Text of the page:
Mr Prathaiyuth passed away after a heart attack last Friday morning (Aug 16). He was 57.
Funeral services for him were held at Wat Suwankhiriwong (Wat Patong), with his cremation held at the Laem Petch temple opposite Loma Park on the Patong beachfront on Wednesday (Aug 21).
Mr Prathaiyuth, better known just as “P’ Nut”, helped to develop Phuket’s first beach lifeguards some 20 years ago and drove them to achieve international certification and even compete in international lifesaving events.
Patong Chief Lifeguard Somprasong Sangchart worked alongside Mr Prathaiyuth for years as one of the key members of the Phuket Lifeguard Service, which for more than a decade provided trained, experienced at 12 of the key tourist beaches along Phuket’s west coast.
“Prathaiyuth was determined in his goal to teach life saving and drowning prevention to people. He always helped to teach, train and support new lifeguards, even lifeguards in Thailand do not get the same pay as lifeguards abroad.
“He is my inspiration for being a lifeguard. He will be honoured as my teacher forever.”
Yet Mr Prathaiyuth’s true legacy may be on the verge of becoming something much greater than ever anticipated.
The Office of the Basic Education Commission (Obec), under the Ministry of Education, is currently reviewing a training manual from the Phuket Lifeguard Service (PLS), founded by Mr Prathaiyuth and his wife Ms Witanya, to be used to teach water safety and survival skills to all students in the country from primary school to high school as standard, required education.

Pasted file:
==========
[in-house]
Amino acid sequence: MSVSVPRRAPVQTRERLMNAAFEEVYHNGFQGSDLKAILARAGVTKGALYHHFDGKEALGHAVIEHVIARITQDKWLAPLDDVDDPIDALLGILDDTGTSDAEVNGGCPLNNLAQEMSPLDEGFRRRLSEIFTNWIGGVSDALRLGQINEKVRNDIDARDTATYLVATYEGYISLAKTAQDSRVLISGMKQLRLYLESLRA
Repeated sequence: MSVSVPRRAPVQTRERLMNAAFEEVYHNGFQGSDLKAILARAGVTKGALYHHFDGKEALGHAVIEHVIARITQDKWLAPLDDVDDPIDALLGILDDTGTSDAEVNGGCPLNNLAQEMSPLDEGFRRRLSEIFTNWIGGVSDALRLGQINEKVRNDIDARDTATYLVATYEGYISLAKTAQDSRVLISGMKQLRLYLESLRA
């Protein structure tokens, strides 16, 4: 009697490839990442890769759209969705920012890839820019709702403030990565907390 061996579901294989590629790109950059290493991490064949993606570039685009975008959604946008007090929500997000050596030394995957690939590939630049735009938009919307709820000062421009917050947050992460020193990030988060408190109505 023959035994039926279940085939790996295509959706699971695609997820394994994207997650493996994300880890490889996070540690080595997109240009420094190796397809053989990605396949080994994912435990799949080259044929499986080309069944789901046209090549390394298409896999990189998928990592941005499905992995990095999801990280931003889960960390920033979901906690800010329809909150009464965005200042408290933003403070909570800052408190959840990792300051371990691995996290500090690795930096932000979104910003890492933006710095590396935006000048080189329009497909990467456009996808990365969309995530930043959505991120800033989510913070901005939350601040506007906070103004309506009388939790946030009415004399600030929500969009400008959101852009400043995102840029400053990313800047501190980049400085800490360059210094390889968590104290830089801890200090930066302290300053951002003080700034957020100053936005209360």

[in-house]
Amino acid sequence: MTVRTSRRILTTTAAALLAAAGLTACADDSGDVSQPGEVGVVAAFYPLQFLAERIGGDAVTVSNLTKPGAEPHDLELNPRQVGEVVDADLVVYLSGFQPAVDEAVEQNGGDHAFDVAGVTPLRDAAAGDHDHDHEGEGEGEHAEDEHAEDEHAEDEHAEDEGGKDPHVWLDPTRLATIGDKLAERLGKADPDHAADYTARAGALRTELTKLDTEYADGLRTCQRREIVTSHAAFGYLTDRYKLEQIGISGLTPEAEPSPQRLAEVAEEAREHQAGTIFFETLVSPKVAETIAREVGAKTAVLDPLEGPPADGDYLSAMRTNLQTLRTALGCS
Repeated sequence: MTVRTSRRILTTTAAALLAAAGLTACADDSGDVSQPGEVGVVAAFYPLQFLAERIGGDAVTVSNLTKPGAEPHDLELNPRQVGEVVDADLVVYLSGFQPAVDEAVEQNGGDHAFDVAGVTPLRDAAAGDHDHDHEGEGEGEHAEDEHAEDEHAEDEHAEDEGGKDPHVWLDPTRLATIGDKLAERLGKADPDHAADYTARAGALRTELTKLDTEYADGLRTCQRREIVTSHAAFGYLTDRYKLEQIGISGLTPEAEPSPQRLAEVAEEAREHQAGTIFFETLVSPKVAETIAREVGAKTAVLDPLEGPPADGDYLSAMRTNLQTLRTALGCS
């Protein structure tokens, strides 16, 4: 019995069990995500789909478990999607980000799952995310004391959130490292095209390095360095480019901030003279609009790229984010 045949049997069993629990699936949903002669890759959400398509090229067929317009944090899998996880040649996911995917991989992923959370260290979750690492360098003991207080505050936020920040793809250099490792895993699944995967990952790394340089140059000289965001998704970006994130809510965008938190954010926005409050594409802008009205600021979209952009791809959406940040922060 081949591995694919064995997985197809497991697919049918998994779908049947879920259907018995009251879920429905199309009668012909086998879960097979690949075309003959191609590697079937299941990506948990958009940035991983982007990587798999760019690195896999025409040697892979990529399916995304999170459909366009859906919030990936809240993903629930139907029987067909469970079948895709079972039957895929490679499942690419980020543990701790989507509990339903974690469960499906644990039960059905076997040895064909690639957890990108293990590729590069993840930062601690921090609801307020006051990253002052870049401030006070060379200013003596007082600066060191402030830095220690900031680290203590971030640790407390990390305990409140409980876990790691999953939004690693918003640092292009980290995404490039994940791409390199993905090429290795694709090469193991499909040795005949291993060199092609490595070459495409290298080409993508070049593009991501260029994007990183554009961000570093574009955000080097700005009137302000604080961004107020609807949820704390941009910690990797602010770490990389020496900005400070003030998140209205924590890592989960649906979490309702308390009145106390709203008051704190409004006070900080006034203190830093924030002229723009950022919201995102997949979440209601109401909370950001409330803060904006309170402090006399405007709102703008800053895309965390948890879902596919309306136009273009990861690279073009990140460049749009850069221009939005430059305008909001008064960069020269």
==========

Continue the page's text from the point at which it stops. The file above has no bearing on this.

“The Office of the Basic Education Commission is very interested in what the Phuket Lifeguard Service is doing, and life saving and drowning prevention skills may well be officially added to the education system soon,” Ms Witanya said.
“We currently conduct lifesaving courses for students in schools and at universities in Bangkok and nearby provinces, and we plan to soon hold lifesaving and drowning prevention classes at local schools in Phuket,” she added.
The PLS has long conducted an ongoing series of water safety and lifesaving classes for young children in Patong – free, and open to any children who want to take part.
“The PLS has not stopped. We continue to train and recruit lifeguards,” Ms Witanya said.
“P’ Nut needed people to learn water safety, to make people at beaches more aware of the dangers, especially Phuket people and tourists. And now surf lifesaving has become popular and well known nationwide, and especially in Phuket,” she added.
In the footsteps of Mr Prathaiyuth’s drive for excellence, the Sports Authority of Thailand will be supporting the “Lifesaving Thailand Championship” competition to be held in Phuket next year, Ms Witanya explained.
“The purpose of this competition is to select the national Thai lifesaving team to join the Lifesaving World Championships of 2020 in Riccione, Italy,” she noted.
“We have about six people who are the main lifeguards who run the PLS. We have encountered lots of obstacles along the way, but we won’t give up. We are moving together toward our goal. Sometimes we might move slowly, other times quickly, but we won’t stop working towards our dream,” Ms Witanya said.